The following Dvar Torah is adapted from Ki Va Moed: A Fascinating Journey Through the Jewish Year, Rav Milston’s 2-volume series on the Chagim and Moadim. **
Therefore the Jews of the villages, in the unwalled towns, make the 14th day of the month Adar a day of gladness and feasting, and a good day, and of sending portions one to another. And Mordechai wrote these things and sent letters to all the Jews in all King Achashveirosh’s provinces, both near and far, to enjoin them to keep the 14th day of the month Adar, and the 15th day, every year.
The above verses indicate two days of Purim. The initial celebration was set for the 14th of Adar, a day when the enemy at large – throughout Achashveirosh’s kingdom – had been overcome, whilst the second day was fixed in commemoration of the victory in the capital city of Shushan. These two days of Purim are referred to at the very beginning of Massechet Megillah:
The Megillah is read on the 14th and the 15th of Adar… Cities walled since the days of Yehoshua Bin Nun read on the 15th; villages and large towns read on the 14th …
The distinction here is not between the provinces of Achashveirosh and Shushan but between walled cities from the time of Yehoshua and every other place. Even though at the time, it was only Shushan that had reason to celebrate on a different date,  the halacha includes any city walled during the times of Yehoshua.
In practice today, that halachic division is evident between Jerusalem and the rest of the world – though there are a number of other cities where the historical date of their wall is inconclusive, so they observe two days of Purim to comply with both opinions.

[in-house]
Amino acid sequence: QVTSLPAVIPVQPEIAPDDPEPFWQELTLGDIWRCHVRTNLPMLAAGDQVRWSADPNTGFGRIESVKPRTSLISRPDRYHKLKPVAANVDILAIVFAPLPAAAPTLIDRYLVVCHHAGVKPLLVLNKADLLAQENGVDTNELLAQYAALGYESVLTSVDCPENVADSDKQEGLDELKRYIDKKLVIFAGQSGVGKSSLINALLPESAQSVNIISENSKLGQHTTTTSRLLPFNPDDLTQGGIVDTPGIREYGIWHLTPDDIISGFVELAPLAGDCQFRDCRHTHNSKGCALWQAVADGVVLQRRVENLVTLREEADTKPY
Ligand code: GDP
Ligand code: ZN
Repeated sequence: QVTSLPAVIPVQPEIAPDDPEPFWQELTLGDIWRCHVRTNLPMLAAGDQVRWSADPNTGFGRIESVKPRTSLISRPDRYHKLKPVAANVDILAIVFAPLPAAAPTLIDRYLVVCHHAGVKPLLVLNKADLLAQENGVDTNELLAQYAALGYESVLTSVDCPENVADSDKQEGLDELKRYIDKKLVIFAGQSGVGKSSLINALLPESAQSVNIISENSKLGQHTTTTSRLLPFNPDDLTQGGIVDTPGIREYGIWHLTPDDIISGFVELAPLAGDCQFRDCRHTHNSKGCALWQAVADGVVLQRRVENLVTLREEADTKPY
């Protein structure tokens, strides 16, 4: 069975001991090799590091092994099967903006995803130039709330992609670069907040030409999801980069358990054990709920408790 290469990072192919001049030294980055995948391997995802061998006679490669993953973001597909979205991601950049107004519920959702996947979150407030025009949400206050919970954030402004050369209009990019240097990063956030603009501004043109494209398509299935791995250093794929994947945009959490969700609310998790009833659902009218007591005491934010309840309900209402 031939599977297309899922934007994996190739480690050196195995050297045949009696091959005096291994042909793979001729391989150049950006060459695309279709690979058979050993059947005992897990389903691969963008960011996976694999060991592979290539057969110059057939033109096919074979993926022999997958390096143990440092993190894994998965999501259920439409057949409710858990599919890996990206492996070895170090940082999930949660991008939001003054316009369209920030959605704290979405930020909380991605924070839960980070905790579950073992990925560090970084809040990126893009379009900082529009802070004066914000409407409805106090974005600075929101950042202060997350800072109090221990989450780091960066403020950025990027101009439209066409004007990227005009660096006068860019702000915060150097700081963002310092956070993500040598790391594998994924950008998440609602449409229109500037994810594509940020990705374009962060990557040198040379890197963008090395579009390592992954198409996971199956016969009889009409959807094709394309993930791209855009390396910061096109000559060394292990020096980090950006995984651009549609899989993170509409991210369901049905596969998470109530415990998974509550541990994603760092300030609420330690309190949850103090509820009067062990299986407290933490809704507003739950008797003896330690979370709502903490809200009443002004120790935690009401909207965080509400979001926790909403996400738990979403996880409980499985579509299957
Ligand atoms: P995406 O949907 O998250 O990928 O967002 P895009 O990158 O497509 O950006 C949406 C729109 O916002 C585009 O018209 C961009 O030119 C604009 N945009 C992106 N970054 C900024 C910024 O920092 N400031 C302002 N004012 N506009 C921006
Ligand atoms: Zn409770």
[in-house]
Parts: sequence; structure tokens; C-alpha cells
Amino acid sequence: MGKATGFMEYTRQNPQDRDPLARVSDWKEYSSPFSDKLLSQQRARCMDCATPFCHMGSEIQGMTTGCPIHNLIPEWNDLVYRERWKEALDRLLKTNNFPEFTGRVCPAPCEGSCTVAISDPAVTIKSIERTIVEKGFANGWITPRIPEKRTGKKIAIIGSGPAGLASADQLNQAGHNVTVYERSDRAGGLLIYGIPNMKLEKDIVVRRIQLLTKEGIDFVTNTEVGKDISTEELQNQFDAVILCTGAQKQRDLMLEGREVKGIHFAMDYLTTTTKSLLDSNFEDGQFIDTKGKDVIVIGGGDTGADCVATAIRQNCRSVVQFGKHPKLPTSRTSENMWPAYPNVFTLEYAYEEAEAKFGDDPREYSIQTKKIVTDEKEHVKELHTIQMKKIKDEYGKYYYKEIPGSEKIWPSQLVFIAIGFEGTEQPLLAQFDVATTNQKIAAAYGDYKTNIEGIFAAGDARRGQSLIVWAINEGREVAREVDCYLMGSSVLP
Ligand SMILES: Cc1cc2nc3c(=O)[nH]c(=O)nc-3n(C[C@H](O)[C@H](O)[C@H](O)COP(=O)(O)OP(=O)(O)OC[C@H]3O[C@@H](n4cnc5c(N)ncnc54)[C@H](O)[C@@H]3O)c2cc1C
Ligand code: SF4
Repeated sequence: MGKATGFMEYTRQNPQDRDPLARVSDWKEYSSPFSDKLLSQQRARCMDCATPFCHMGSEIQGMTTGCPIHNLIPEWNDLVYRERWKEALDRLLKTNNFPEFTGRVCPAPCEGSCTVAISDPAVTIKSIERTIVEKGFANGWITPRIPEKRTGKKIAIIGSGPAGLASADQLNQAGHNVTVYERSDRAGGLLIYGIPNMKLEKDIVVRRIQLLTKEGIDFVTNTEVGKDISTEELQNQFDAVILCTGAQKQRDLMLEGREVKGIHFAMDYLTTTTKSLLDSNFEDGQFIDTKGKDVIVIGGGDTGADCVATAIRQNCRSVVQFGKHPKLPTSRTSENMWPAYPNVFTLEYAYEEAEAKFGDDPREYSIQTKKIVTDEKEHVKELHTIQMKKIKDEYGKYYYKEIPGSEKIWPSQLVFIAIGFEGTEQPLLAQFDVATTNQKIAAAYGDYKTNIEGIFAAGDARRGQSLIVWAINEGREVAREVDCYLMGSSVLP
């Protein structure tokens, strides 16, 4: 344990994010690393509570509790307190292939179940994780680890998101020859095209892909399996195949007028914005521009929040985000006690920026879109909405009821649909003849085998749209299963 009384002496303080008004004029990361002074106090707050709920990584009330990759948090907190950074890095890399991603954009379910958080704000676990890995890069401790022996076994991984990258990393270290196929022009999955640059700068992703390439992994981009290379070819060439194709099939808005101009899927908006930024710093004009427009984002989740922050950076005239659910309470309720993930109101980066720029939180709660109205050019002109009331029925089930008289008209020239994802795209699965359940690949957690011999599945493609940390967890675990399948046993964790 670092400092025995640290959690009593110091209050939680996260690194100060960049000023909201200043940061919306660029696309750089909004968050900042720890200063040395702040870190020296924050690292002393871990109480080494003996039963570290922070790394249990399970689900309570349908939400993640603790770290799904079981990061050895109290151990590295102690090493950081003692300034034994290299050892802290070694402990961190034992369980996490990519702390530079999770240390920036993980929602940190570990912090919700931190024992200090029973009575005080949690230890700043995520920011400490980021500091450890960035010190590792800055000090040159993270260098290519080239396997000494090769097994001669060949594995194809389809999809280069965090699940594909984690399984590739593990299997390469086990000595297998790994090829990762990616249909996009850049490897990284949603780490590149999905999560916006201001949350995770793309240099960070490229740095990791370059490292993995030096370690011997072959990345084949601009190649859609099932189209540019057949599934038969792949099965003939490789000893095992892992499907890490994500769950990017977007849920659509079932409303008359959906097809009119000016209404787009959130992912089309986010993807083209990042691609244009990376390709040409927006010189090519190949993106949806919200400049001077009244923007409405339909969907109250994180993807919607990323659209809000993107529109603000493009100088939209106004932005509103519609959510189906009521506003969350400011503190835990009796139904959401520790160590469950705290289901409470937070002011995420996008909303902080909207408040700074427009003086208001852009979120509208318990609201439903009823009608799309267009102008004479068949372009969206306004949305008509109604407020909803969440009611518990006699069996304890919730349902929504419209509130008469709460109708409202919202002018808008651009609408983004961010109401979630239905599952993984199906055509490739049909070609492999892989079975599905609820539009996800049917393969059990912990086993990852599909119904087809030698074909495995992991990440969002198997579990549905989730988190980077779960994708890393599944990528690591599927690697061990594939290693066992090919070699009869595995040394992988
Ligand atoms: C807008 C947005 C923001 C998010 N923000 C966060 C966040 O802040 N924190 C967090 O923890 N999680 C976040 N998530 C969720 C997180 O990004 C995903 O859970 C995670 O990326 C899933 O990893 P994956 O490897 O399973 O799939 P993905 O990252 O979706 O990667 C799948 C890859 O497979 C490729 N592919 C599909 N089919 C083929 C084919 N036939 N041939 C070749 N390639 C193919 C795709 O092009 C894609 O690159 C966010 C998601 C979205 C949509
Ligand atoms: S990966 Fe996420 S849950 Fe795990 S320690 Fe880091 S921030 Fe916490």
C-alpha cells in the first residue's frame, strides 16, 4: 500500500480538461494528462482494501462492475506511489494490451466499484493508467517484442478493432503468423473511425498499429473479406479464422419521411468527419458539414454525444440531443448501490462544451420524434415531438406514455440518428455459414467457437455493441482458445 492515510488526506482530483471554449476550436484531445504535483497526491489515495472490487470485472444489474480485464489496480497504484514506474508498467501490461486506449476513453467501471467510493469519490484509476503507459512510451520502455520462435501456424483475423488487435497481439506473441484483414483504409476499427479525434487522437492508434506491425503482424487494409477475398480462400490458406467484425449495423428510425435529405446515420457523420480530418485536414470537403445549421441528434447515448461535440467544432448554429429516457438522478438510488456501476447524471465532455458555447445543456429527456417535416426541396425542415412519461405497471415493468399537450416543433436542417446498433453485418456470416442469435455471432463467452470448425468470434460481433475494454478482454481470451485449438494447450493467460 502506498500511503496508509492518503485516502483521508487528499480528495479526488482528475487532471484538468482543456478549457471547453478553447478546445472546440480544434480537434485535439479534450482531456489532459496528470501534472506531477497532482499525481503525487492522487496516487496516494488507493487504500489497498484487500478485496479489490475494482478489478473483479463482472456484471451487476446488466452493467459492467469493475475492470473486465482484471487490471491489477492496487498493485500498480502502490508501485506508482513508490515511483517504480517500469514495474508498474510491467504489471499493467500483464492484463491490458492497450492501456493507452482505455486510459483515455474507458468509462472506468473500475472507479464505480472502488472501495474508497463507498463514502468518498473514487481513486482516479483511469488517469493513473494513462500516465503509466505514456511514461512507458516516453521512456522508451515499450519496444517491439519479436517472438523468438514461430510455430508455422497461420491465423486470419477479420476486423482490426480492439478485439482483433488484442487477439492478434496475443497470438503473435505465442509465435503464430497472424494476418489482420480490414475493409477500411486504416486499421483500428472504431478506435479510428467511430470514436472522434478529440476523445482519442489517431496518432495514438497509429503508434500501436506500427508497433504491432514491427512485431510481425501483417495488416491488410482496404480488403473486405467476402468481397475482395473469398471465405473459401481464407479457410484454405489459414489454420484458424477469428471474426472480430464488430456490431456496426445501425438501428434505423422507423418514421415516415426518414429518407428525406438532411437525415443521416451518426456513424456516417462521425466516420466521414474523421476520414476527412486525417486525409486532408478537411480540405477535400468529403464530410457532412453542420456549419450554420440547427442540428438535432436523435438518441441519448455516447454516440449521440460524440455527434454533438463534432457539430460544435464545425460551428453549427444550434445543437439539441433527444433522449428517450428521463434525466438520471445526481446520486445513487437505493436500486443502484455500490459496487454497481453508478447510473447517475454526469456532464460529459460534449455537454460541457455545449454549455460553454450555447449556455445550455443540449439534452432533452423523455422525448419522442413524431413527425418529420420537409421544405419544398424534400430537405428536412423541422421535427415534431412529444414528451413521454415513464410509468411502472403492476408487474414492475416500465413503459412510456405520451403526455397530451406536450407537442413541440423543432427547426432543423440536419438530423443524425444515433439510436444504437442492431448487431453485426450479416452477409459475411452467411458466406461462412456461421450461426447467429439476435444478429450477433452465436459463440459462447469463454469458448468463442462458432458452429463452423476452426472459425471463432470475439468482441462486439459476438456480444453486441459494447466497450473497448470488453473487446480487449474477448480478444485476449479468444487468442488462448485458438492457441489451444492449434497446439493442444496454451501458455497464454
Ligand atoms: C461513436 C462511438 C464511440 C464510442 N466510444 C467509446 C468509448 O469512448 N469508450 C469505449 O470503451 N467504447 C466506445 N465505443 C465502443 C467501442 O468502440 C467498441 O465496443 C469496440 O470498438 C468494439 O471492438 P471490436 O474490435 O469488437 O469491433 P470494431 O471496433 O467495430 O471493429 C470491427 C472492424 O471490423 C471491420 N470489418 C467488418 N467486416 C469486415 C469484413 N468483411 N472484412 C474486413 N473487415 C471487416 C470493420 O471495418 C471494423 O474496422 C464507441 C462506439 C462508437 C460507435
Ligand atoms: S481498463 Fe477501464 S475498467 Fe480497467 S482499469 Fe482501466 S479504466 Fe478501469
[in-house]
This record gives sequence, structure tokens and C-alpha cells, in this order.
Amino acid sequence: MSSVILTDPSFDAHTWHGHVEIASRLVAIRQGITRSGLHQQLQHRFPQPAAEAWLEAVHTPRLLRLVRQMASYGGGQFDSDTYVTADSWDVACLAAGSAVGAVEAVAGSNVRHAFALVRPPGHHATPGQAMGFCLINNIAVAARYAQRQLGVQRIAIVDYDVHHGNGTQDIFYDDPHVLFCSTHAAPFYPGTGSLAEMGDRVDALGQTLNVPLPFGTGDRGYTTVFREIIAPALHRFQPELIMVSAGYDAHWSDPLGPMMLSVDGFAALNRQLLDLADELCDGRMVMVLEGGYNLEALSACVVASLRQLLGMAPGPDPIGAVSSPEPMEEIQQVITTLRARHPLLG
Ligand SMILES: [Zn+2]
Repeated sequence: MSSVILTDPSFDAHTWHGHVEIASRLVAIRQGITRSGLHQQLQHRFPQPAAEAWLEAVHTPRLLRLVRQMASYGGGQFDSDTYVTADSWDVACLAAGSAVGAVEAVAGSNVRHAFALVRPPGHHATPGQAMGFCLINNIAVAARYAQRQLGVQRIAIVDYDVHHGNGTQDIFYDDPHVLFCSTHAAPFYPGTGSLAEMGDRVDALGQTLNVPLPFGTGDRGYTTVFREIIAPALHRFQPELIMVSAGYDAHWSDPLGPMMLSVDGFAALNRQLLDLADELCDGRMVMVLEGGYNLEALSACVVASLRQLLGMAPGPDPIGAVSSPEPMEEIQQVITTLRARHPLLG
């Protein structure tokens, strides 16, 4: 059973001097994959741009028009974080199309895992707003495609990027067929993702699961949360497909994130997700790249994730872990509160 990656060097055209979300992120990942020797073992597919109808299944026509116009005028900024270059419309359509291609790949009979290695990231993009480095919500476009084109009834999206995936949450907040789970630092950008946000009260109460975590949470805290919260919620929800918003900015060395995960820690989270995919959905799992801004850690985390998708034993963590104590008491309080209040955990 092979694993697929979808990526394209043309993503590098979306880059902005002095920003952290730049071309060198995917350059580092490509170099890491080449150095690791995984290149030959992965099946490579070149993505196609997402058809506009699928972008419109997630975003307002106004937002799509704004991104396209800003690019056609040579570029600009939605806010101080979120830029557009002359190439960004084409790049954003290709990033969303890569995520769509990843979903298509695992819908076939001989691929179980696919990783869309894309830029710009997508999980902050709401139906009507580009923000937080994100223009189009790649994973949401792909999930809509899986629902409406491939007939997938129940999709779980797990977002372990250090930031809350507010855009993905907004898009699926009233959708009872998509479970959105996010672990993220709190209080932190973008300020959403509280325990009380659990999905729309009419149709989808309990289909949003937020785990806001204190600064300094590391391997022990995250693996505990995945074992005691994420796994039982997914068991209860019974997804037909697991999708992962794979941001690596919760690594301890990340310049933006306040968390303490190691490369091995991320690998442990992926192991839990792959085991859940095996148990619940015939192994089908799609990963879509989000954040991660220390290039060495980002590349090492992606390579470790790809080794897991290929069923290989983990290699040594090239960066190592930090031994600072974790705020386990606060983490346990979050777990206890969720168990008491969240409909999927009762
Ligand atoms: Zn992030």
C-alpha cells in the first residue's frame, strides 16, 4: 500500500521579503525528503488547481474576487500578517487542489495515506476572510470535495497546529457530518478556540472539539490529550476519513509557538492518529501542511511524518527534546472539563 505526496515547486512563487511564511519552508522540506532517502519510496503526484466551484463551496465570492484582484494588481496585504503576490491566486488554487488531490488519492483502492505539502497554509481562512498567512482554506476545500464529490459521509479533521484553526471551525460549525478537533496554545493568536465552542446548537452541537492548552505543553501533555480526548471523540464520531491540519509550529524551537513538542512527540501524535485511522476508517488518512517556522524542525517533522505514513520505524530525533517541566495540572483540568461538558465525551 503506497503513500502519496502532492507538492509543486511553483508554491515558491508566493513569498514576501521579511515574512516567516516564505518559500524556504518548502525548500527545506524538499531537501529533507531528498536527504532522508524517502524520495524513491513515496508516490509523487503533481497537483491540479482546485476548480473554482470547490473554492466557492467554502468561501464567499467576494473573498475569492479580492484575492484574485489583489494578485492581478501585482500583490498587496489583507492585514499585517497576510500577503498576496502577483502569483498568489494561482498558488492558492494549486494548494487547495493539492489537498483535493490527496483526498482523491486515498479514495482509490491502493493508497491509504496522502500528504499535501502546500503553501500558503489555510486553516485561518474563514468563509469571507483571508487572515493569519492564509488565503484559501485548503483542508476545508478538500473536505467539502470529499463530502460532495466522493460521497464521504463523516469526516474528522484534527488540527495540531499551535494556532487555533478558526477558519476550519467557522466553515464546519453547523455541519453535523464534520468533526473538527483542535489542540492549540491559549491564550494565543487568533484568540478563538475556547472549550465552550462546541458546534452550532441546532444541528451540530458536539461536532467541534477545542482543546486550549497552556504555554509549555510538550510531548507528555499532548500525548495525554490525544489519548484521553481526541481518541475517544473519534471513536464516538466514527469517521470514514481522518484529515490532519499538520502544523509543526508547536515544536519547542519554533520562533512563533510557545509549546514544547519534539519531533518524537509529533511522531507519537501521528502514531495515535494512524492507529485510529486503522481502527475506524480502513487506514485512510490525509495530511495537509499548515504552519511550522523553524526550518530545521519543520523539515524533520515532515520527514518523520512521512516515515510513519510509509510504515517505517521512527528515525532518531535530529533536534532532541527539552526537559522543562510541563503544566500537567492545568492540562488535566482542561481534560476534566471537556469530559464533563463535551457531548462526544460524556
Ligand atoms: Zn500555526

Isn’t this rather strange though?
Whilst Jews all over the world observe Purim on the 14th, the citizens of Yerushalayim go about their daily business, and on the next day it is Yerushalayim’s turn to rejoice whilst the rest of Am Yisrael slowly return to normal.
Whatever happened to Jewish unity?
Why did the Megillah encourage celebration on two separate days of Purim instead of one day of rejoicing being set aside for all Jews simultaneously?
There is evidently a lesson to be learnt here. Something appears to be incomplete in our celebrations, as if the Megillah is qualifying our celebration somewhat.
We know the entire story of Megillat Esther was very much concentrated in Shushan. We are told that messages were constantly going in and out of the capital but we do not hear in any real detail of Am Yisrael’s behavior throughout the 127 provinces. We are only informed of an atmosphere of sadness and mourning engulfing the entire nation when news of the decree eventually reached them.
Meanwhile, what was happening in Eretz Yisrael?
Let us refer to the book of Ezra: